Oliver Tambo Building Energy Efficiency Pilot
Encouraging results – including a 20% energy costs saving – have been achieved by a commercial building energy efficiency pilot project initiated at UKZN’s Oliver Tambo building in May last year, industrial sponsors of the project heard at a recent workshop.
The aim of the ongoing project is to determine the impact of double glazed windows and thermal insulation to establish whether they result in a reduction of energy consumption in air-conditioning and associated financial savings. For these purposes only two floors were selected one being totally retrofitted and the other serving as a reference floor as each had similar levels of usage and occupancy.
The four-storey Oliver Tambo building was selected for the project for a variety of reasons including:
• The front section of the building is sun facing and gets direct morning sunlight
• The rear section is shaded and only gets limited sun
• The rear and front offices are separated by a common passage
• There is no restriction for the sunlight onto the front facing offices
• The occupants of the front facing offices complain about the heat
• The occupants of the rear facing offices complain about the cold especially when the front facing offices have air-conditioning on
• Air-conditioning is supplied by a central chiller unit which only runs during the day with individual unit control for each office.
The industrial sponsors and project partners are REHAU, The Cape Windows Group, National Glass, GVK-Siya Zama, Saint-Gobain and Eskom.
Following initial research and based on measurements taken it was decided it would only be necessary to make changes to the sun facing side of the building as the rear facing side was hardly affected by the sun due to the shading offered by the bank and trees at the rear of the building. As such nine sun-facing, first floor aluminium windows were replaced with 20 mm double-glazed uPVC windows manufactured from the UV stable REHAU Ecotec system.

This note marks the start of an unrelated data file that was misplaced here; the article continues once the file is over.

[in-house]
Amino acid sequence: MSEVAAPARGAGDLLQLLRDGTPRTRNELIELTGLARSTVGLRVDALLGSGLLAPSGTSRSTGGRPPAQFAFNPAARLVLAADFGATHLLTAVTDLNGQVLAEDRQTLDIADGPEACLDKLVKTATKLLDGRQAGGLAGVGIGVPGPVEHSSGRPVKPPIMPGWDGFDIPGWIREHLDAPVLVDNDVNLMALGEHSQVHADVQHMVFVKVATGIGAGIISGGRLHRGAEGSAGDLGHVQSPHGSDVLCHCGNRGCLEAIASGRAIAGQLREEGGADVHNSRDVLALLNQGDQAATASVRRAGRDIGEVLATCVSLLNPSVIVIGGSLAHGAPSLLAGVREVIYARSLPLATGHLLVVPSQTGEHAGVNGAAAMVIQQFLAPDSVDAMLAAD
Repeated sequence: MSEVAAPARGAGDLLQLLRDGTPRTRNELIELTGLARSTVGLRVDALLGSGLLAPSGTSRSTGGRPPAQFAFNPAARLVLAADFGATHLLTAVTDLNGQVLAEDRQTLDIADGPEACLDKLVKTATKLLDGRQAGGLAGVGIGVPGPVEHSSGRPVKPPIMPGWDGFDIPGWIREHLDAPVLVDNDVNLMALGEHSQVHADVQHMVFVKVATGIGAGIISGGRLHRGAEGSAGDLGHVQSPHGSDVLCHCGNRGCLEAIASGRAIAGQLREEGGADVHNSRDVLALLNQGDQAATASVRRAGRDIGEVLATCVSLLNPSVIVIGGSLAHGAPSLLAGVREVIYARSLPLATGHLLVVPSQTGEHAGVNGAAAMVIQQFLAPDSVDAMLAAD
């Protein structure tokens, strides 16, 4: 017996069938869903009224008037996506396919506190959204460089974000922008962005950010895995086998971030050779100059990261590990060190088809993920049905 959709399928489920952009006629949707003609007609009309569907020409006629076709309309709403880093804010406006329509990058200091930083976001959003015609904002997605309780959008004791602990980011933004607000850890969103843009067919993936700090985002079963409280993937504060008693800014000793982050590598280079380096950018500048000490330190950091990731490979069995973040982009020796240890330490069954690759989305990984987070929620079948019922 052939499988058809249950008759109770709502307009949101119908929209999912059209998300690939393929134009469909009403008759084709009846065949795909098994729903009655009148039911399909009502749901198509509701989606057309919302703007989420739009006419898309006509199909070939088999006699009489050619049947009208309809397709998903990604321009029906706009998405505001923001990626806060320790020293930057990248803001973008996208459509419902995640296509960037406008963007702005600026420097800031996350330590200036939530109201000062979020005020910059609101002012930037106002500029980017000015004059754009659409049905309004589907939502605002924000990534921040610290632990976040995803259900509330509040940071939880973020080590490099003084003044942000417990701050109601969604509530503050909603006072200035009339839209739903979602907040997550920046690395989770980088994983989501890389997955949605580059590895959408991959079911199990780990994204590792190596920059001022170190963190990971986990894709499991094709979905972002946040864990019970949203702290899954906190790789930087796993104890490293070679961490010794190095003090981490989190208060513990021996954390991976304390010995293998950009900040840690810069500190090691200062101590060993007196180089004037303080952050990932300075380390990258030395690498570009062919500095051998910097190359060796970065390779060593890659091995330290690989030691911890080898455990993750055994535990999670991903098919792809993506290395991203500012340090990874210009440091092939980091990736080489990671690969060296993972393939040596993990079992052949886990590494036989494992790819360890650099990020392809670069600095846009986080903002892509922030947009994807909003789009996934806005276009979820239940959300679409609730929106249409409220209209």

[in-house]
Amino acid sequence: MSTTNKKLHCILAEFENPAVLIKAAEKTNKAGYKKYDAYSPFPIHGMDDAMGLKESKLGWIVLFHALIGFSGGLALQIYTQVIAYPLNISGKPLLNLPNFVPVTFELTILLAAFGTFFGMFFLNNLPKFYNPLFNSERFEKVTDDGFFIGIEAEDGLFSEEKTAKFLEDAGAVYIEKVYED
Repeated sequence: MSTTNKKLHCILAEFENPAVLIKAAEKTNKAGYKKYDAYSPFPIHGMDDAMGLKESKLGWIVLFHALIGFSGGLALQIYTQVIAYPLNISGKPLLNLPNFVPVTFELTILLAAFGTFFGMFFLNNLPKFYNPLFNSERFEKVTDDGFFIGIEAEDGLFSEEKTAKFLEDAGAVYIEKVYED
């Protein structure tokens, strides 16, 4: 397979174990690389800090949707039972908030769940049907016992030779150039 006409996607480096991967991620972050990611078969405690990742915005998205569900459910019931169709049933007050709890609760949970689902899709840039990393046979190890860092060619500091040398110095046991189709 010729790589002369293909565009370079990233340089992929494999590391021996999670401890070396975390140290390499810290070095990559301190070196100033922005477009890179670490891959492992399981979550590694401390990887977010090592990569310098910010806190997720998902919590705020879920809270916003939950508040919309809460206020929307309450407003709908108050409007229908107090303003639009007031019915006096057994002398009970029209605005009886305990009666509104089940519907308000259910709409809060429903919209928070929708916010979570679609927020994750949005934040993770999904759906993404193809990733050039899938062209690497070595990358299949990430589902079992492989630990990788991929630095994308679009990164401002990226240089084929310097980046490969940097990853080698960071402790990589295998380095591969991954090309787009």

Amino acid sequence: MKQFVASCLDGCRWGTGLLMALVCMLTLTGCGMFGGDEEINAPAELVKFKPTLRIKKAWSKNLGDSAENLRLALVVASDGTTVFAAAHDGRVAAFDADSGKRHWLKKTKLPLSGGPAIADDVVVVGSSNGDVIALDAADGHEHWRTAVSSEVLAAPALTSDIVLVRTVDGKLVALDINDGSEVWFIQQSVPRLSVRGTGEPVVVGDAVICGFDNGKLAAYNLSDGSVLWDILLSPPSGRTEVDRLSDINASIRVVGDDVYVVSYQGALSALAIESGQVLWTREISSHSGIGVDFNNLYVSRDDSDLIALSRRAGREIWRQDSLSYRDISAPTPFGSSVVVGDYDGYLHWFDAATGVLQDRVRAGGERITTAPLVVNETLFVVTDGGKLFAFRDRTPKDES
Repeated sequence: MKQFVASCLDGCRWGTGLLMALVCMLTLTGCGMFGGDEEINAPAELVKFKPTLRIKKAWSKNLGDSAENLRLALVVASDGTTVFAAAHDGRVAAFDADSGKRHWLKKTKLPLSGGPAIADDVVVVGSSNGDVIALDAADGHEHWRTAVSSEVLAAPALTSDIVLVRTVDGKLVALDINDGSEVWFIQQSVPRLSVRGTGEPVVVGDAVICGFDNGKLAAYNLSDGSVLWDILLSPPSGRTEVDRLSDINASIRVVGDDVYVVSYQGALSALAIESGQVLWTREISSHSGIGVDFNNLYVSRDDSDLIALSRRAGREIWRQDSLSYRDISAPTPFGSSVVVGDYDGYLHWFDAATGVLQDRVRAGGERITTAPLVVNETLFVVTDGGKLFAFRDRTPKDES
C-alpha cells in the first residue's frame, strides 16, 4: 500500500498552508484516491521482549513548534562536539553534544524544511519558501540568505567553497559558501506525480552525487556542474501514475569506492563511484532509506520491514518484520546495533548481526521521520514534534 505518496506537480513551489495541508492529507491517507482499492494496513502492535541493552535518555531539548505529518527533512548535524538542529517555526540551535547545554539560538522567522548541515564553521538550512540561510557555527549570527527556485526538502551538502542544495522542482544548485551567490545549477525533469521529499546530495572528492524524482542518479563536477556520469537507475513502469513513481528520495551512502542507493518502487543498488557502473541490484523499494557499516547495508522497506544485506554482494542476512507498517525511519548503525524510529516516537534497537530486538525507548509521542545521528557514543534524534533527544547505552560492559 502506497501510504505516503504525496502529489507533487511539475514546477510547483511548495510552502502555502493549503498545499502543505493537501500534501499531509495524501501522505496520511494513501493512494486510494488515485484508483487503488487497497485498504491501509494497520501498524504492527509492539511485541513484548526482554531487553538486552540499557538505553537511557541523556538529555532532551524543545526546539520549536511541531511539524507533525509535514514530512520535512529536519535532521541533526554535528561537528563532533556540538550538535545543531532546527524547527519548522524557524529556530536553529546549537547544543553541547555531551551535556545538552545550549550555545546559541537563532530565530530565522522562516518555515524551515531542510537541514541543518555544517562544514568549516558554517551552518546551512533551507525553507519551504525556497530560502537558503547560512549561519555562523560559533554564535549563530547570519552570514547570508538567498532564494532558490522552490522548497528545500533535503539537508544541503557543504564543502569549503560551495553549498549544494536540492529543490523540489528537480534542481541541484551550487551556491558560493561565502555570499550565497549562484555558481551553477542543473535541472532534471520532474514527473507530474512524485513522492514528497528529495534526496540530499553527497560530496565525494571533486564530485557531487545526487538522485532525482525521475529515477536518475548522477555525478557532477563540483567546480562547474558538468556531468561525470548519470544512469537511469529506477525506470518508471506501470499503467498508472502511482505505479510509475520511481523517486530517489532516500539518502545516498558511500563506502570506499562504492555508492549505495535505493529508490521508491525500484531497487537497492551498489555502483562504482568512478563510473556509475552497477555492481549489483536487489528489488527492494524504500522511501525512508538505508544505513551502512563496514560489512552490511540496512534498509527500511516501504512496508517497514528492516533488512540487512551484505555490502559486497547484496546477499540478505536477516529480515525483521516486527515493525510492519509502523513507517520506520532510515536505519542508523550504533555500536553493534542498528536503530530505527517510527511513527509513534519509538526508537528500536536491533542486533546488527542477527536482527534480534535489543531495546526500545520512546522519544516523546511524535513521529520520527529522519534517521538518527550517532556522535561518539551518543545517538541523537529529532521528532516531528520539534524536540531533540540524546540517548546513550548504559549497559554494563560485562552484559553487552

The Cape Windows Group manufactured the casement windows and fixed glazed units, National Glass sponsored the glass for the windows, a GVK-Siya Zama team removed the aluminium windows and installed the uPVC windows, and Saint-Gobain installed ETICS – a polystyrene thermal insulation panel system which was fitted to the outside wall of the installation area.
This specific floor of the Oliver Tambo building was chosen for the energy saving study as it receives direct sunlight, resulting in uncomfortably high temperatures in the offices and subsequent high usage of air-conditioning. In addition it was decided to run the chiller 24/7 instead of the normal daily operation.
The workshop was hosted at UKZN with participants from Eskom, the Department of Energy, SANEDI and the German Embassy representing the German Ministry of Economy and Technology.
The event was opened by Mr Gerhard Gross of Energy Consult and Trade who gave a brief introduction about the project and the different industrial role players. This was followed by the welcome and introduction by Mr M Mfusi of Campus Management Services.
UKZN Energy Consultant, Mr Gregory Diana, said results so far indicated that despite switching to 24/7 air conditioning and with 2014 experiencing much higher daily differential and average temperatures, a 20% energy cost saving was achieved in May 2014.
Diana said measurements of room temperatures on the pilot floor which were retrofitted with double glazed Upvc windows and thermal cladding were shown to have average temperatures lower than the reference floor above it.
A thermal camera was used to compare the heat of an uPVC window with an existing aluminium window on the same side of the second floor. Diana said at an outside temperature of 35°C, the thermal scan of a double-glazed uPVC window read 38°C and an aluminium window 52°C, representing an improvement of 36%.
The University will publish the results of the ongoing project.